Paphiopedilum, Aka the Venus slipper, or Lady slipper orchid, is an orchid belonging to the subfamily Cypripedioideae of the flowering plant family Orchidaceae. The genus comprises some 80 accepted taxa including several natural hybrids. The genus is native to Southeast Asia, the Indian Subcontinent, southern China, New Guinea and the Solomon and Bismarck Islands, as well as the Philippines.
The word “paphiopedilum” originates from Greek “paphia” (meaning Aphrodite, whose main place of worship was on the Island of Paphos) and “pedilon” (meaning shoes, sandals). The popular name “lady slipper” refers to its resemblance to slippers or shoes.
The species and their hybrids are extensively cultivated, and are known as either paphiopedilums, or by the abbreviation “paphs” in horticulture.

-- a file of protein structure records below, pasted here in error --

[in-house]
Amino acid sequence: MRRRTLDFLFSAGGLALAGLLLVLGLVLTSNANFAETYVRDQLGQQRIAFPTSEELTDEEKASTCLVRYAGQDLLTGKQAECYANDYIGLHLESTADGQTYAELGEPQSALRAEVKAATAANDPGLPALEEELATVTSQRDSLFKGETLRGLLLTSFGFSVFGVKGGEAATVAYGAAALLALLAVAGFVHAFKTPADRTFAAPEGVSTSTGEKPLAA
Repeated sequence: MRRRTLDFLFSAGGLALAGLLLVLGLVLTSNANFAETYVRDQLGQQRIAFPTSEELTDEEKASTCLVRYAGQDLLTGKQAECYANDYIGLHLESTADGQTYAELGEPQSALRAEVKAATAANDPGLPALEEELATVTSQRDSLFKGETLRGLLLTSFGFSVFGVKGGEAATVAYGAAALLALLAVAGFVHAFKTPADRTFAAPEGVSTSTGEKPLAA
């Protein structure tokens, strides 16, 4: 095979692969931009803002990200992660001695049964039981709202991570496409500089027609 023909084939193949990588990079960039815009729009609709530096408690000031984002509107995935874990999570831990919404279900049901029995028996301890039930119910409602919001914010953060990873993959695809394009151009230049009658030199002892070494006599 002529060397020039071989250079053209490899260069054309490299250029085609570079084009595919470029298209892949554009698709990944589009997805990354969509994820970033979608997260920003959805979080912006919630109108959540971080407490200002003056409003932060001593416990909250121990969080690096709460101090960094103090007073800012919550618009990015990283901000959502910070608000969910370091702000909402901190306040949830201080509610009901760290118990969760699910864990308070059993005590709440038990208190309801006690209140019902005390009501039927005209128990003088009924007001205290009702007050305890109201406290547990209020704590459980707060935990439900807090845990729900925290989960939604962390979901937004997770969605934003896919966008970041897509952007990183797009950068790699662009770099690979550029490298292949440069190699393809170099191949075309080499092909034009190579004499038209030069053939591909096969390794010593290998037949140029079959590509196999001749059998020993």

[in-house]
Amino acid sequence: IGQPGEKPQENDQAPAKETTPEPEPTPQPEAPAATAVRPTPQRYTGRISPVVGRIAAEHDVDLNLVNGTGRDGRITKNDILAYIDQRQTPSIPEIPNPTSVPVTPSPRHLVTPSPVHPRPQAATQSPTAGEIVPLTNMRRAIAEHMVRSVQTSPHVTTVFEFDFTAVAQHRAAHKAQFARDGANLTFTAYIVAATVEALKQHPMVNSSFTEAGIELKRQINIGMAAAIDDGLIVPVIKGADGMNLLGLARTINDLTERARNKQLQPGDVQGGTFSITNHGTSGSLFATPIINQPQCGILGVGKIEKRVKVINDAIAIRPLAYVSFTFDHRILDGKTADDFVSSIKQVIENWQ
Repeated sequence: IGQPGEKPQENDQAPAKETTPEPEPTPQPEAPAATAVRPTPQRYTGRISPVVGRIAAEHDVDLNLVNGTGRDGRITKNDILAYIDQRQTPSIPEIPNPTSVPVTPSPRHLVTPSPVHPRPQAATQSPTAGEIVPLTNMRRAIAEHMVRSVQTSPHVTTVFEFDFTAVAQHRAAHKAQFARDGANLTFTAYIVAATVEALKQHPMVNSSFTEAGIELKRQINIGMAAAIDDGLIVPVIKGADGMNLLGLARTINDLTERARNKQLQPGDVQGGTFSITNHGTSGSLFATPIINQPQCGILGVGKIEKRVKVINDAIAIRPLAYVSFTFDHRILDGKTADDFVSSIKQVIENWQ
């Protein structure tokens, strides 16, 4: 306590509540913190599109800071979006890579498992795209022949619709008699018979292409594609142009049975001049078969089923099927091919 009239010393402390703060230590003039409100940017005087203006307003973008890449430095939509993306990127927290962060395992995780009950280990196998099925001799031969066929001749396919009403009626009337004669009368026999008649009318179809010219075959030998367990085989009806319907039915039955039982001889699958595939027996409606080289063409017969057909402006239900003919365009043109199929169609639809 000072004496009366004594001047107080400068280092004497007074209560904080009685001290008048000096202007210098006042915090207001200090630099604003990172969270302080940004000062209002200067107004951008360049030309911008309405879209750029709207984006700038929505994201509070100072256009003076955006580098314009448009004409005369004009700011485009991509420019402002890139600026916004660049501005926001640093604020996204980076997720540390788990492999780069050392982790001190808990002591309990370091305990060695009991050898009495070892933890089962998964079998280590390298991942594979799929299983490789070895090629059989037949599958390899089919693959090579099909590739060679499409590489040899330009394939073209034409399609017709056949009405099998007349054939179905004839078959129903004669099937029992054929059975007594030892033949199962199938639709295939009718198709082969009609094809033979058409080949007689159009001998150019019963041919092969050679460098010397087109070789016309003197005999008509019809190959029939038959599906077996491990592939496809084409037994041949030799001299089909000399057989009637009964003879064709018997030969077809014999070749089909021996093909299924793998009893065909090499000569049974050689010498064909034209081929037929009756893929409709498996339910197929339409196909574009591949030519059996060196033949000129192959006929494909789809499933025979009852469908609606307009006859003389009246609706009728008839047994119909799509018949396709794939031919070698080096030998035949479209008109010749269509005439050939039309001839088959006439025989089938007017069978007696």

The shoe-shaped lip serves as an insect trap; flying insects are lured with scent nectar in the flower. They are characterised by the slipper-shaped pouches (modified labellums) of the flowers. The pouch traps insects so they are forced to climb up past the staminode, behind which they collect or deposit pollinia, thus fertilizing the flower.
These were shot at the Fairchild Botanical Gardens in Miami, FL, with the Canon EOS Rebel T6s camera and 60mm macro lens.
Paphiopedilums are shade plants. They cannot be in full midday sun. Too much sun will result in pale or scorched leaves.
Paphiopedilum curtisii var album
Various cultivars exist. Paphiopedilum is a slow-growing plant – it takes about three years before the plant is mature enough to flower.